Will Croatia’s detention of minor war crimes suspects satisfy Carla Del Ponte?
11 Sep 2001
By Željko Peratović
The embattled government of Prime Minister Ivica Račan has embarked on a series of arrests of war crimes suspects, in a bid to head off tribunal criticism of Zagreb’s failure to cooperate with the international court.
The real sticking point appears to be the fate of General Ante Gotovina who went into hiding shortly after his indictment on war crimes charges in March this year.
The arrests, which preceded a secret meeting between the deputy prime minister, Goran Granic, and chief prosecutor Carla Del Ponte on August 30, are designed to demonstrate Zagreb’s willingness to cooperate with the tribunal, without precipitating a right wing backlash.
The authorities appear to have learned some lessons since the mass protests which were sparked by the warrant for the arrest of General Mirko Norac in February. This time round, they have focused their attention on less controversial suspects, as a way of retaining their credibility in The Hague on the one hand and diffusing right-wing anger, on the other.
Those arrested during a mid-August sweep include four senior police officers from Bjelovar, suspected of committing crimes against Serbian soldiers in 1991, when the Croatian Army, HV, and police captured the town, the site of a large Yugoslav People’s Army garrison.
The chief suspect, deputy police chief Luka Markešić, is believed to have ordered his three accomplices to execute seven POWs. One survivor is the chief prosecution witness at their forthcoming trial.
Early last week, police also arrested and charged four former HV members from Dalmatia with the September 1995 killing of 12 Serbian civilians in Varivode, between Šibenik and Knin, in the aftermath of Operation Storm in August 1995.
The Tuđman regime prosecuted several HV members for the Varivode killings as long ago as 1999, but they were treated as crimes motivated by robbery, rather than ethnic hatred. The same suspects were recently prosecuted on war crimes charges but found innocent.
In a further attempt to demonstrate its willingness to work with The Hague, the government recently announced plans to create a special department dealing with war crimes, and called on state prosecutor Radovan Ortynski to draw up a list of atrocities committed by Croats in what is known as the Homeland War.
Forthcoming judicial proceedings are expected to deal with massacres of POWs in Šibenik in 1992 and in Miljevci in 1993; the torture of POWs at Split’s Lora prison in 1991, 1992 and 1993; and the killing of 20 Serbian civilians at Sisak in 1991.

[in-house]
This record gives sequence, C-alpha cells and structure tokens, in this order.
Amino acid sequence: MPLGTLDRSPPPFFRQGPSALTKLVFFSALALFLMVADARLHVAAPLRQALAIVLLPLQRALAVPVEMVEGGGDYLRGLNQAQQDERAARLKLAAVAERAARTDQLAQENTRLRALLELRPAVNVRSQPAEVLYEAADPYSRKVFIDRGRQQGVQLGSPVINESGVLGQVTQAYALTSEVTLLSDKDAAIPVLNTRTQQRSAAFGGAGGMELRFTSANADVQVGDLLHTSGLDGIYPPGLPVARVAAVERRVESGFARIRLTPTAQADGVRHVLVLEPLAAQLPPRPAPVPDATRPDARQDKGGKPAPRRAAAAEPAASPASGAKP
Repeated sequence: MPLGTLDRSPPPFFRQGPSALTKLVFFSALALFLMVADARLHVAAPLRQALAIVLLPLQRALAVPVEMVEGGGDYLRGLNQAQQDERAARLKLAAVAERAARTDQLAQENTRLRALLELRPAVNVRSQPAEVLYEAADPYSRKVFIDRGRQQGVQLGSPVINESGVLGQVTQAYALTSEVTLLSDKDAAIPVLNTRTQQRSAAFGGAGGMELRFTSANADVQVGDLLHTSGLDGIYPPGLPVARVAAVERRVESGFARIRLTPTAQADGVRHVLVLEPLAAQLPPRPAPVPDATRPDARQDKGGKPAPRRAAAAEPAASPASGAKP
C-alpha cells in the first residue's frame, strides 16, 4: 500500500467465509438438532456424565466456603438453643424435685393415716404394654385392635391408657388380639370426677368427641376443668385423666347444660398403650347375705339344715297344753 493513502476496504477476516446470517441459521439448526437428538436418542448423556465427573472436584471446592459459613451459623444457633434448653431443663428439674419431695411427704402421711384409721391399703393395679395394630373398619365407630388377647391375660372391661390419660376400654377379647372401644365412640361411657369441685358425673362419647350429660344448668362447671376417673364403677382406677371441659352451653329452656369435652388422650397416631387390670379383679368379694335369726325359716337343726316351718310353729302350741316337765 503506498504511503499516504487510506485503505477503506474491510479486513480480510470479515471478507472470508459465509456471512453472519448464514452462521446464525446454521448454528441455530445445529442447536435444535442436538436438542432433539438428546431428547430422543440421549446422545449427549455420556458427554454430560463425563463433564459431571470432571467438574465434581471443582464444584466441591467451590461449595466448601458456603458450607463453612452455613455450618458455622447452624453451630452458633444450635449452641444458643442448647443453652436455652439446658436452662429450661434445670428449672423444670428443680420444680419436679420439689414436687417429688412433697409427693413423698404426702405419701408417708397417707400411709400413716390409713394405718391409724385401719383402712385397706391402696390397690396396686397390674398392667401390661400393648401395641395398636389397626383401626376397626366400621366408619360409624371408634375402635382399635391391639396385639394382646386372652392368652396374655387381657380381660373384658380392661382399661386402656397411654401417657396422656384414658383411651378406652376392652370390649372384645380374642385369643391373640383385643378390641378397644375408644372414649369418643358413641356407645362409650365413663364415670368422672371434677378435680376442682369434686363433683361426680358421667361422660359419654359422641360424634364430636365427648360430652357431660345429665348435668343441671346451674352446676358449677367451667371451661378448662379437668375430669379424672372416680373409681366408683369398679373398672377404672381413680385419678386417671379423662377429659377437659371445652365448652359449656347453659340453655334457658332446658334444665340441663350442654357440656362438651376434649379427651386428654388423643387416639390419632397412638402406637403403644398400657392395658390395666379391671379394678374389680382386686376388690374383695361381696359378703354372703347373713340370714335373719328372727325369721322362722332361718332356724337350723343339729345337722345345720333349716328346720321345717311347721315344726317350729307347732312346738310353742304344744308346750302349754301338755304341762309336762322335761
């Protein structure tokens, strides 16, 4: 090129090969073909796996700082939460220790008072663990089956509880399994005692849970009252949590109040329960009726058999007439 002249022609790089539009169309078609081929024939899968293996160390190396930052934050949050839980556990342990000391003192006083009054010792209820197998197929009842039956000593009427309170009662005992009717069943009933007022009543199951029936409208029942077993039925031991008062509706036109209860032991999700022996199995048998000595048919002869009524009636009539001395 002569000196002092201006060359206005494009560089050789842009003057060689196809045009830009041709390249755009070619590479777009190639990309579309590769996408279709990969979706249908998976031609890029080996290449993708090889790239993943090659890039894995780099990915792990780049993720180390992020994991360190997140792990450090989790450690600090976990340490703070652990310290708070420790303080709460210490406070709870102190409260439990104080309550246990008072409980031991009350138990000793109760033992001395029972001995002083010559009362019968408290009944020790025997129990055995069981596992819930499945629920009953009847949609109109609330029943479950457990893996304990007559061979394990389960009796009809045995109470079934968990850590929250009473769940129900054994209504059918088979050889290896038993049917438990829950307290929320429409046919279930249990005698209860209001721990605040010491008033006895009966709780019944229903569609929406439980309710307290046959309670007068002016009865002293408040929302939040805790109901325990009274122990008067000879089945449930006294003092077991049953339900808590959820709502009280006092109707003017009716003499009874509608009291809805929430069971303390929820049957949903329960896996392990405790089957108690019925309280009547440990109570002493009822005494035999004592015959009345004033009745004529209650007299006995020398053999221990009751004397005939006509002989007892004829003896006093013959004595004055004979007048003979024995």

The Šibenik state prosecutor, Željko Žganjer, launched an investigation in 1999 into claims by former military policeman Mario Barišić that he had witnessed the torture and murder of POWs in in Kuline prison in 1992. He is also chief witness to the HV killings in Miljevci and the torture at Lora prison in Split. Charges are expected soon.
According to Barišić, and the testimony of other witnesses, members of the Croatia’s military intelligence service, SIS, and the military police, were responsible for the war crimes in Šibenik and Split. Barišić said he had informed the authorities of the crimes at the time. The military police chief Mate Laušić, the deputy defence minister Josip Perković, the late defence minister and the late president were all notified. The army establishment simply did not respond.
Proceedings are also expected shortly against Đuro Brodarac, president of Sisak County in 1991, who, witnesses say, ordered the murder of Serbian civilians in Sisak the same year.
Meanwhile, justice minister Stjepan Ivanišević and state prosecutor Radovan Ortynski have announced that the investigation into the torture of civilians in Pakračka Poljana, in Pakrac, in 1991 and 1992 is to be reopened. A number of witnesses in the 1992 trial altered their statements, allegedly under pressure from the intelligence service, and the original suspects were released. Tomislav Merčep, who commanded a military unit in Pakračka Poljana at the time, has been cited as a prime suspect. This second trial will be based on new evidence and will be treated as a war crimes investigation.
All these trials will be held before the Croatian courts, but whether the recent flurry of arrests will alleviate criticism from The Hague over the failure to arrest general Gotovina is uncertain. Del Ponte has warned the prime minister that he is “obliged” to extradite the general, but Račan can expect massive public protest if he even tries to arrest a man lionized as a national hero.
Željko Peratović is a journalist with the daily Vjesnik in Zagreb.